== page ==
First developed for the US Navy by Raytheon in the early 1950s, the AIM-9 (Air Intercept Missile) has been a mainstay for the United States and our allies for nearly 60 years. The AIM-9B represented in this offering from Eduard was the first production model of the Sidewinder, entering service in 1956. There have been several updates over the years, and the current model in use is the AIM-9X. Raytheon and General Electric produced approximately 80,900 of the B variant, and the model is credited with one Navy and 26 Air Force victories during Vietnam.
This set consists of four missiles and optional nose covers that are cast in resin, a single photoetch fret that holds the forward fins and rings to represent the exhaust nozzle of the rocket motor, and a small decal sheet. The photoetched parts include extra fins, just in case, but no additional rings, so be cautious when removing and handling them. The decals include three stencil markings, two yellow stripes, and one black band per missile.
In over 40 years of modeling, these are the absolute best representation of the AIM-9 that I have yet to work with in 1/72 scale. Eduard did a great job capturing the detail of the Sidewinder, and all of the fins are appropriately thin for the scale. My one assembly tip is that I did find it easier to attach the forward missile fins if I first touched their attachment point with a small drill bit. I used a mix of medium and thin CA to attach the PE parts to my missiles, which I then painted with coat of Alclad Primer White followed by Model Master Acryl Gloss White. The decals settled without issue using Micro Set and Micro Sol.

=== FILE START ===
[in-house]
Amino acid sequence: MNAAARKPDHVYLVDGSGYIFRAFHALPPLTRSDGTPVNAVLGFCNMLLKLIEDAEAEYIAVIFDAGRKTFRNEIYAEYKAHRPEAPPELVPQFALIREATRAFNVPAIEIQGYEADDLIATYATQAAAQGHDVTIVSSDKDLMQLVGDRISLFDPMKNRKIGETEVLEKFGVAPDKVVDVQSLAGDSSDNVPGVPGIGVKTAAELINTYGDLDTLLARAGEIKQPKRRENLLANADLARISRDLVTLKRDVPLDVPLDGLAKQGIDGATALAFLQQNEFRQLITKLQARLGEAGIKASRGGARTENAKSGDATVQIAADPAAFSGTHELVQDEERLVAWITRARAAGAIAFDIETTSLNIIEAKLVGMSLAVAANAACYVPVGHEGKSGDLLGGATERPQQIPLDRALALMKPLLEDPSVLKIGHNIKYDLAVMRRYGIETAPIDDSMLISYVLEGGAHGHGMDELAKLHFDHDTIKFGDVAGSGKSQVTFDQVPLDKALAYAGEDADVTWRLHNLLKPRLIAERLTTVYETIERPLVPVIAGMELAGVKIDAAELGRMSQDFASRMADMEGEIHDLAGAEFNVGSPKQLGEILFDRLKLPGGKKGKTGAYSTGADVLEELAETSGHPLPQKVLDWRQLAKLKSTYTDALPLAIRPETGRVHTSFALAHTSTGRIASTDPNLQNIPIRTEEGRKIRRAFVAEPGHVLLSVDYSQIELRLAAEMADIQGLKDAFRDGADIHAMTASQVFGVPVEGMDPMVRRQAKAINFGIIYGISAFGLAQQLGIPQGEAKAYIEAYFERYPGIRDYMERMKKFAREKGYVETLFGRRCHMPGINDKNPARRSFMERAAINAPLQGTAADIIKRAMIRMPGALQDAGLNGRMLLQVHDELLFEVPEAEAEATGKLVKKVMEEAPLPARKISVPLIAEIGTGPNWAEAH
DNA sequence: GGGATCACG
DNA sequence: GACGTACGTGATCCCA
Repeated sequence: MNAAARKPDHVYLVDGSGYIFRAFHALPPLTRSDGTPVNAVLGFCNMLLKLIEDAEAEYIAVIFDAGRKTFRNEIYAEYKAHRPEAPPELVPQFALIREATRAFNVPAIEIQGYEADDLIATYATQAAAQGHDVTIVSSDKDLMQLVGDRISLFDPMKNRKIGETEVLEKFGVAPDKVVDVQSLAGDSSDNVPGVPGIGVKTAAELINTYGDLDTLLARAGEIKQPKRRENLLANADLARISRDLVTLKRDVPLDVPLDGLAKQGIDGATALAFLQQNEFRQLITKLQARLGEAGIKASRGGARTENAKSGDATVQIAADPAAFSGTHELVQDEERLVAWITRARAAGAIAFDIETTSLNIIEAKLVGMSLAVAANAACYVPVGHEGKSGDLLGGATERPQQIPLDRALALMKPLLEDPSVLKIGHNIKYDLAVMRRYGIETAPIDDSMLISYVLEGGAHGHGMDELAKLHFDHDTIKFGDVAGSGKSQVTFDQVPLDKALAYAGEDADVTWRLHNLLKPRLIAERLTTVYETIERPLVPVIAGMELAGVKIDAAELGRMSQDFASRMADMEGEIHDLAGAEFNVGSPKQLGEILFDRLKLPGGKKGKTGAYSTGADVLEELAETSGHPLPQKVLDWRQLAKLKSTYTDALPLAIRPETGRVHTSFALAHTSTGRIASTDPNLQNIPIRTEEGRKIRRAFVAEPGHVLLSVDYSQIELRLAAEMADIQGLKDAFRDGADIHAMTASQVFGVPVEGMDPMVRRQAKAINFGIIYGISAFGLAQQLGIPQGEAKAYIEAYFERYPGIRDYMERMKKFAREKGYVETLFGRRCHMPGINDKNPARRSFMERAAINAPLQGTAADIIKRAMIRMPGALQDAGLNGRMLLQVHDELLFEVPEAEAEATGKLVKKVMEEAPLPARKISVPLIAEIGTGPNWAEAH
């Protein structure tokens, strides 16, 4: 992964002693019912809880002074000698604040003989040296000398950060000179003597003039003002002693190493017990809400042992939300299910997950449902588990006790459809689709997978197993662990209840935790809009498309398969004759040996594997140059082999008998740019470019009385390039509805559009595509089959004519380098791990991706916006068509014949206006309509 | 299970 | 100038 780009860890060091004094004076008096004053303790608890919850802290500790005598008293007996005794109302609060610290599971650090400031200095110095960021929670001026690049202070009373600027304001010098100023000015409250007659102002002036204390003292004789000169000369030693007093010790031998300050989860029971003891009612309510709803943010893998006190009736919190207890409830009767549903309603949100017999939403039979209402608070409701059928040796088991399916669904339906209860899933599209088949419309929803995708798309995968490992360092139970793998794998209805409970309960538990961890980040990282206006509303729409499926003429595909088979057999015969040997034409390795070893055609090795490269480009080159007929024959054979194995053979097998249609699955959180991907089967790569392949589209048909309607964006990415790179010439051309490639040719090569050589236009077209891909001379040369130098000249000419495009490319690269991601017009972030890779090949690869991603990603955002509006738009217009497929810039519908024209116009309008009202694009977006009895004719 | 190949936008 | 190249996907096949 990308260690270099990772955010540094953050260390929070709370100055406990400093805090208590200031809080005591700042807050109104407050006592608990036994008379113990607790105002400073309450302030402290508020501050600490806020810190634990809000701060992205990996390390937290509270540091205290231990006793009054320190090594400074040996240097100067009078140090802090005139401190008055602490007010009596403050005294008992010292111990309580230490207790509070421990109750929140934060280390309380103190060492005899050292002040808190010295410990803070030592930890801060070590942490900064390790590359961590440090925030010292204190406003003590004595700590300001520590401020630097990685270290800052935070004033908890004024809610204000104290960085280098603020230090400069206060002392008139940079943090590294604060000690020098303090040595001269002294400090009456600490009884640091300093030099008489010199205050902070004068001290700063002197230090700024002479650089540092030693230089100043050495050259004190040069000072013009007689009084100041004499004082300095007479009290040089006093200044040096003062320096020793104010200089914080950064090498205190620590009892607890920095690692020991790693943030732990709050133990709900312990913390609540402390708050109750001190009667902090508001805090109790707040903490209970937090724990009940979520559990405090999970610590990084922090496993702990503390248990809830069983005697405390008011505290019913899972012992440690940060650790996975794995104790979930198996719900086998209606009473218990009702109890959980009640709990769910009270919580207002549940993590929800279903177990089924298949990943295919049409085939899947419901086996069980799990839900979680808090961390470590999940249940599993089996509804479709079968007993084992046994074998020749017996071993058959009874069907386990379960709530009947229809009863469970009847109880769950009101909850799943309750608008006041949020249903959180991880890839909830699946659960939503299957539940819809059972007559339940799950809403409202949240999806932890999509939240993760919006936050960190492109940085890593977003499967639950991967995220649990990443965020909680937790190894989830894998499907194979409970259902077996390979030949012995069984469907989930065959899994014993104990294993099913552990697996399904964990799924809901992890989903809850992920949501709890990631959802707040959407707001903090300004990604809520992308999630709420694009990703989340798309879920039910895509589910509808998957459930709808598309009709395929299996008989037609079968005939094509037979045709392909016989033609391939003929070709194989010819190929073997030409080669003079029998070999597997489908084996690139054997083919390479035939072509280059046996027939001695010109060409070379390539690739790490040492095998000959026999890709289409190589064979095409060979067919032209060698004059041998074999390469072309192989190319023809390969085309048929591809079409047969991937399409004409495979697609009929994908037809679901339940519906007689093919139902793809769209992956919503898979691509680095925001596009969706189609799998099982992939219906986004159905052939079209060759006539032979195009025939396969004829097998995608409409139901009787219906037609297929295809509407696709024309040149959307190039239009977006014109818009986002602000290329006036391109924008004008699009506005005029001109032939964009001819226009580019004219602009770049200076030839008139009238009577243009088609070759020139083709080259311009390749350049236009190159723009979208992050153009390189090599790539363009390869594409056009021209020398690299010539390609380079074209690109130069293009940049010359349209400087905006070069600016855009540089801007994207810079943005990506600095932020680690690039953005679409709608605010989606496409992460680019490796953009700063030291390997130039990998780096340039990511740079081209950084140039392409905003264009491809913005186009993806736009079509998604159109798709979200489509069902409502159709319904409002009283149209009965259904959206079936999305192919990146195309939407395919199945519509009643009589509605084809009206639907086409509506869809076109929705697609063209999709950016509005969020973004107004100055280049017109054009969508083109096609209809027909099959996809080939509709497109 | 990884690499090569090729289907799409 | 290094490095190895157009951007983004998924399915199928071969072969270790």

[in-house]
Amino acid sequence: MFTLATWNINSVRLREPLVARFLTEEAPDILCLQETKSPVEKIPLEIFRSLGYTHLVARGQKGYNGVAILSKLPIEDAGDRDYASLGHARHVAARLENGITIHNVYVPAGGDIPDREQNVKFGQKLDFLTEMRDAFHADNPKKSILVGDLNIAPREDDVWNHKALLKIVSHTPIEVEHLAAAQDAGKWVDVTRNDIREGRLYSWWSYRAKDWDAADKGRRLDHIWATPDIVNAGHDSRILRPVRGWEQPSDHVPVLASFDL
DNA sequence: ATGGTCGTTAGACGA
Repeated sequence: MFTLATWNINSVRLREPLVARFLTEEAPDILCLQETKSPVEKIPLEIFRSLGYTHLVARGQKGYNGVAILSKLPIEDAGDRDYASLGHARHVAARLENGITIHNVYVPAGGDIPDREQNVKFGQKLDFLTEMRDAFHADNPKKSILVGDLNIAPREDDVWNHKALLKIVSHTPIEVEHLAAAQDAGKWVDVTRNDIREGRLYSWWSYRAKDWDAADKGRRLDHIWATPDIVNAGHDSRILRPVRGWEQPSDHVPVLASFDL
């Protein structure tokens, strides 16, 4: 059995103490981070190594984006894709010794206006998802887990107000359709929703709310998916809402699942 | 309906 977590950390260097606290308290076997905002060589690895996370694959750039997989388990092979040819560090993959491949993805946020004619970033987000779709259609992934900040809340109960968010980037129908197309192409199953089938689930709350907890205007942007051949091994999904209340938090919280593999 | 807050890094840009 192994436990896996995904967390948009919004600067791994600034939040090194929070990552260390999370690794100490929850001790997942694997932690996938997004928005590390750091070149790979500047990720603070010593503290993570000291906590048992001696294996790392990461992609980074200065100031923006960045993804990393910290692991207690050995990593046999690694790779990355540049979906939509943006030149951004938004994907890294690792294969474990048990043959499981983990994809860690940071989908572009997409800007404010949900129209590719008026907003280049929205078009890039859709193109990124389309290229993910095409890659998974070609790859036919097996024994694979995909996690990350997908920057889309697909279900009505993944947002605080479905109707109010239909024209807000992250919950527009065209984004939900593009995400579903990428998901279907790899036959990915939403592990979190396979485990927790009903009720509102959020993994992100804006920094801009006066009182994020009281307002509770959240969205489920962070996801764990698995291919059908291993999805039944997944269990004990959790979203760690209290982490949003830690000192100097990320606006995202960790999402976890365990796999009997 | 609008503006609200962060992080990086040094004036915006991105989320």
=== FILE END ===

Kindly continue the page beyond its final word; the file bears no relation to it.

My hits for this set would have to start with the fine level of detail cast onto the resin missiles. The use of photoetched parts for the forward fins and motor exhaust ring are also positives for this release. The inclusion of the nose covers is a great touch. Although I did not use them on my AIM-9Bs, they may eventually make their way onto other Sidewinders on a future build, as the covers have remained unchanged through the various versions.
My misses are not difficult to remedy. The first would be that on my example, the black band decals did not quite meet when wrapped around the body of the missile (this can easily be rectified with black paint or a drafting pen). My other miss would be the instructions for decal placement, as I had to do a little guesswork regarding where the rear yellow stripe and black band should be set.
In conclusion, I would highly recommend these Eduard AIM-9B missiles to modelers who are looking to add the early Sidewinder to their 1/72 scale kit. There should be no fit issues when installing the missiles onto a plane, and modelers with some experience in working with resin and photoetched parts should find it easy to utilize this set.
I would like to thank the folks at Eduard for graciously providing these missiles to the IPMS/USA for review and to Dave Morrissette for allowing me to receive this set. I would also send kudos out to the assistants in the Reviewers’ Corps for the great job they do in keeping the Corps running strong. Finally, as always, I extend my appreciation to anyone who takes the time to read my comments.